Cailyn Trant takes on the world: Life of an Irish dancer

December 5, 2019


Samara Perkinson

Trant poses with her parents after qualifying for the World Championships.

After 13 years of practice, senior Cailyn Trant qualified for the 2020 Irish Dancing World Championships in Dublin. This achievement, a culmination of her years of training, was an honor for which she has been working her whole life.

Trant started dancing at the age of four after moving into the Downers Grove area. Her involvement in dance came by chance after an Irish pub trip with her family.

“My parents, after they moved everything in our house, they went to Downtown Downers Grove, and they ended up at Ballydoyle. They saw a performance there. They picked up a flier, and the next week I was at my first class,” Trant said.

Madolyn Trant
Trant, at age four, excited before her first dancing performance.

Right off the bat, Trant developed a connection with dance. From a young age, she stood out. Kevin Trant, her father, recalled an early memory of her performing days when he knew she had found her calling.

“I was watching Cailyn perform onstage as a five-year-old, and the majority of the other kids would be looking at Cailyn’s feet seeing what steps she was doing. She didn’t worry about anyone else and knew her steps, she continued to excel,” her father said.

Trant grew to love the activity for its unique style and grace. She would compete in both large and small-scale competitions in what she described as a “strenuous” style of performing.

“It’s different from other genres of dance because when watching it, Irish dancers don’t use their arms — it’s just from the hips down. They use their legs and their feet. It’s a lot more athletic-looking than a lyrical piece or something else because you’re moving so fast with your arms still at your sides,” Trant said.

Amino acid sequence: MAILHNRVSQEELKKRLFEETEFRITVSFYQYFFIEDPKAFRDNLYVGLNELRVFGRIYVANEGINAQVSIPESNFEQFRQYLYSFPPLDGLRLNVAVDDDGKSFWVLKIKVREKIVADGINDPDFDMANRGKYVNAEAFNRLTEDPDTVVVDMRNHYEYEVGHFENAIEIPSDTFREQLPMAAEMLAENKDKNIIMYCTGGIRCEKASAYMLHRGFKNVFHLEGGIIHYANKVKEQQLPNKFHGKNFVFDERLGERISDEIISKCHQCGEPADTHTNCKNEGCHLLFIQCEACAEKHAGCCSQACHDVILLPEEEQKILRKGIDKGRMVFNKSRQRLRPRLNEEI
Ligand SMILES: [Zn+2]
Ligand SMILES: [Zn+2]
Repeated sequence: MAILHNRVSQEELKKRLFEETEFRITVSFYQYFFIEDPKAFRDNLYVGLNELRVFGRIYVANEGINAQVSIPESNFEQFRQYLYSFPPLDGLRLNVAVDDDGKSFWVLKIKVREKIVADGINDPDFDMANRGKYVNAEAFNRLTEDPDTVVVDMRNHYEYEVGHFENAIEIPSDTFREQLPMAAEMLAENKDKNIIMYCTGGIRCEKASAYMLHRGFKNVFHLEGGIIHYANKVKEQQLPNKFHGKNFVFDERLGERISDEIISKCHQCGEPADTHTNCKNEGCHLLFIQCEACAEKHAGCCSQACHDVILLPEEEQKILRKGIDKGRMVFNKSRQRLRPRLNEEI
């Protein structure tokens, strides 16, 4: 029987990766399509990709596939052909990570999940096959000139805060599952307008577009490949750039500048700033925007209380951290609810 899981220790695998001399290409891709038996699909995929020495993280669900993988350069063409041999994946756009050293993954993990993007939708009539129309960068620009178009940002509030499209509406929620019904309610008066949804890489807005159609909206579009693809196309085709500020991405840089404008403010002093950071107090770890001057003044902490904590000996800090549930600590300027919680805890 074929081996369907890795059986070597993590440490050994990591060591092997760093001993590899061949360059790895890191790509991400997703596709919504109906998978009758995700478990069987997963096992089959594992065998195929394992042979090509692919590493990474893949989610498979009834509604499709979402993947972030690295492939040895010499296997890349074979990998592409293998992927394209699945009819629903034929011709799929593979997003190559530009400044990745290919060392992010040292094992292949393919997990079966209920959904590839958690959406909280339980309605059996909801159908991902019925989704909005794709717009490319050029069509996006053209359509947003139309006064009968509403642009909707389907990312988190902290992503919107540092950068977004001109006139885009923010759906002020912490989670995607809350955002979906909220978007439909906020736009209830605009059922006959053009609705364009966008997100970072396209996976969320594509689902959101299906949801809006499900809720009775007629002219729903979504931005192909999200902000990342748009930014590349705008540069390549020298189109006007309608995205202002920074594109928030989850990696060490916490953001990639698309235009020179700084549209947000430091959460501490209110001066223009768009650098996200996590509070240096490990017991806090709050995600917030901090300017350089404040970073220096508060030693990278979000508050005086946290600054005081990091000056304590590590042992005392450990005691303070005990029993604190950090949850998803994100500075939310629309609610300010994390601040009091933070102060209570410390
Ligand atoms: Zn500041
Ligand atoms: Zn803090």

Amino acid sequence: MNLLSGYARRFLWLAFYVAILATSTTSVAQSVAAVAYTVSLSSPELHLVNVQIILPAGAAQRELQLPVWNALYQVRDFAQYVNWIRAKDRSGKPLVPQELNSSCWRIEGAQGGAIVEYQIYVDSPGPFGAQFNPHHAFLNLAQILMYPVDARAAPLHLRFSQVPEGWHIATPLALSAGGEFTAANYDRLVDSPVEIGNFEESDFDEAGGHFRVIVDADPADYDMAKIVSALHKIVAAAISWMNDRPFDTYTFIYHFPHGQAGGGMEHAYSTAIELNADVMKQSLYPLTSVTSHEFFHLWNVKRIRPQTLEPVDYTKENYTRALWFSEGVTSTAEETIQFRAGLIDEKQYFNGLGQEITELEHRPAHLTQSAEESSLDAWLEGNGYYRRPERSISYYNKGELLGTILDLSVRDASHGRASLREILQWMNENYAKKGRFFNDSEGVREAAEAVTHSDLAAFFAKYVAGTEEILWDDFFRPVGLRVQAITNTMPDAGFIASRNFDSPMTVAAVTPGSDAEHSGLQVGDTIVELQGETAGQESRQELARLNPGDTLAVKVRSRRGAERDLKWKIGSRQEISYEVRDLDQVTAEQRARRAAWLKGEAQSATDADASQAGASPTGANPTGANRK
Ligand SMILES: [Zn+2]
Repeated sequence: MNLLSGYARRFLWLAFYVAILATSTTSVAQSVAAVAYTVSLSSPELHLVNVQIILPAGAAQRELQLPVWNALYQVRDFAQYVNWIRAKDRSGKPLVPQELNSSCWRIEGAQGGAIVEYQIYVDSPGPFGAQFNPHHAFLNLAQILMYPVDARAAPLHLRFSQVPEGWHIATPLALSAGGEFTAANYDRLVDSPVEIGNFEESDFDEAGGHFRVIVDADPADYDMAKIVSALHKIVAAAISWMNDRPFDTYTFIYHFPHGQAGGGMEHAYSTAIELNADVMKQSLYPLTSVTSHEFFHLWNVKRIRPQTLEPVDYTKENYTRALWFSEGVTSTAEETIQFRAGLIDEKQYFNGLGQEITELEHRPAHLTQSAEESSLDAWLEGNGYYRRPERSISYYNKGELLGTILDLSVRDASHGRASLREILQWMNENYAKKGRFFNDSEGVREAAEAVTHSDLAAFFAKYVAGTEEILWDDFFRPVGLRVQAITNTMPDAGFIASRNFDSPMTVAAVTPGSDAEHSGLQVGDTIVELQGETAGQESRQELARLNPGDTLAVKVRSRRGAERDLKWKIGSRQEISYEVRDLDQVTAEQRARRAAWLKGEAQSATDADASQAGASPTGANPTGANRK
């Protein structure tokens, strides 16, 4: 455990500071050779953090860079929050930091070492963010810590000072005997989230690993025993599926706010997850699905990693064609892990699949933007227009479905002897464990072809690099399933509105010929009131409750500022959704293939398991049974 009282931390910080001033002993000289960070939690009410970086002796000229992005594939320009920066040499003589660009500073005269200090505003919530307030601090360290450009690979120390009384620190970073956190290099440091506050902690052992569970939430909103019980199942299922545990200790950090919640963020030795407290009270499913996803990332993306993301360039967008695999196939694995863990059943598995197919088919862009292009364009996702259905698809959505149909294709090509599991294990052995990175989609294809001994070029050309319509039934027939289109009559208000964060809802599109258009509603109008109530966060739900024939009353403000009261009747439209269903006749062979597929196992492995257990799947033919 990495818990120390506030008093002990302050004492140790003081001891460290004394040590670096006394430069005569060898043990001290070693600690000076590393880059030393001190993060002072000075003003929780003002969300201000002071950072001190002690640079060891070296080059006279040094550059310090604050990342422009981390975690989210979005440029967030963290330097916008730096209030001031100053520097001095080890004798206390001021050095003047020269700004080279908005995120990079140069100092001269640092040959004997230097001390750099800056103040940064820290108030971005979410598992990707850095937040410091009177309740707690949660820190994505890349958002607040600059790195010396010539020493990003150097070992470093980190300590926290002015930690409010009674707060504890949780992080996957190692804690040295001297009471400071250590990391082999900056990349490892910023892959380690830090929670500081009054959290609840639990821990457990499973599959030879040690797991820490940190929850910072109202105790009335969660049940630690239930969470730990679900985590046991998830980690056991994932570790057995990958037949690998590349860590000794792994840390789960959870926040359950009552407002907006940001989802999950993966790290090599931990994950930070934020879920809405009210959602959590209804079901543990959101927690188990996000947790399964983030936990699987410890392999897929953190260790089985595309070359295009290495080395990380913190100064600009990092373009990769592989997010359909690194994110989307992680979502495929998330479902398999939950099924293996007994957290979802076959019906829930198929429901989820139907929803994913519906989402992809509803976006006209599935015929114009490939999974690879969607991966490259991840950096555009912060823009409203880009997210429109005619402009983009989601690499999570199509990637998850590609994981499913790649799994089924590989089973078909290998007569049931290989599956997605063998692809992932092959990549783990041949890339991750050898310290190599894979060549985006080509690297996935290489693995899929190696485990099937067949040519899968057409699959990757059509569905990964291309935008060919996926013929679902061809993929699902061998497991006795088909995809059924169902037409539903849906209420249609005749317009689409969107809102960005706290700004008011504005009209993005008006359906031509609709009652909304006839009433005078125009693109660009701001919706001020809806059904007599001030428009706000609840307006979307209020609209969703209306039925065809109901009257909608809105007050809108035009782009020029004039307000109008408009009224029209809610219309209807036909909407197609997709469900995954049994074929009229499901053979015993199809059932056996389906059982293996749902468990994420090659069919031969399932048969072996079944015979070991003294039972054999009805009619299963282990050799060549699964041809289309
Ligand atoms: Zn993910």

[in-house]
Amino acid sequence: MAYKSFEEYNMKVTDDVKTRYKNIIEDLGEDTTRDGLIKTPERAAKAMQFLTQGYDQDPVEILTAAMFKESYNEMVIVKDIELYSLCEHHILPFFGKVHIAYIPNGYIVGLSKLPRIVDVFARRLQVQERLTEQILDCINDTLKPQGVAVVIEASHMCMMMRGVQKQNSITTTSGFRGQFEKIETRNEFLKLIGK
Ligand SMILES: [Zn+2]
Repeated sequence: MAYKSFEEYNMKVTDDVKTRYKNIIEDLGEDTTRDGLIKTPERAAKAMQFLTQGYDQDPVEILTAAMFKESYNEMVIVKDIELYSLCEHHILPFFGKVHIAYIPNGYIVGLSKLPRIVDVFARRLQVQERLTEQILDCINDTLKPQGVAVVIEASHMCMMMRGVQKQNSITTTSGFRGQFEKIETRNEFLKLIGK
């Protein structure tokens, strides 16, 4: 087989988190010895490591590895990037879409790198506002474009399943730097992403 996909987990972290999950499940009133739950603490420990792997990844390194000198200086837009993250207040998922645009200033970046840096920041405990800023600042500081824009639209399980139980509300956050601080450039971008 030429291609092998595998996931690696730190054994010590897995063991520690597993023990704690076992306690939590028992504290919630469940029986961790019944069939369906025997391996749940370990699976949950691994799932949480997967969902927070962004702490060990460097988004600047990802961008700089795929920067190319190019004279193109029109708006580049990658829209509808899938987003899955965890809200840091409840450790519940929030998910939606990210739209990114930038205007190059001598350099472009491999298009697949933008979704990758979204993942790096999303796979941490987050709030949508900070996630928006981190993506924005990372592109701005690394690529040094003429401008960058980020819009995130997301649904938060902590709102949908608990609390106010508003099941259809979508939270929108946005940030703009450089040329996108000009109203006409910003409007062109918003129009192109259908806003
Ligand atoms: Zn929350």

Trant works all year round to perfect her dancing. She has been a member of the Trinity Academy of Irish Dance from the age of four and has been able to grow as a performer over the years.

Since she has stayed at the same company, Trant has formed close bonds with her instructors. One teacher in particular, Deirdre Vrbancic, is responsible for guiding Cailyn on the path to improvement. Trant recounted her positive experiences with Vrbancic and how her mentorship has allowed her to grow.

“I’ve been with her since the beginning. We have a really close bond, and she really understands me as a dancer and as a person. She’s one of my biggest role models throughout the years,” Trant said.

Madolyn Trant
Vrbancic and Trant smile together after a successful competition.

Vrbancic considers Trant a cornerstone of the company, as she is “patient and kind” to all of the dancers. She highlighted Trant’s involvement with the younger members of the academy, serving as an assistant on top of her personal dance studies.

“Cailyn is an incredible team member but also a great asset as a part of our teaching staff.
She is able to command the attention of her peers but also the young dancers she mentors. Cailyn does it all here at Trinity and puts her heart and effort into everything equally while still finding time and energy to work on her own dancing,” Vrbancic said.

On top of her dancing career, Trant finds time to teach the younger members of her Academy, acting as both a role model and a mentor. According to her, it’s one of the most gratifying parts of improving her own skills.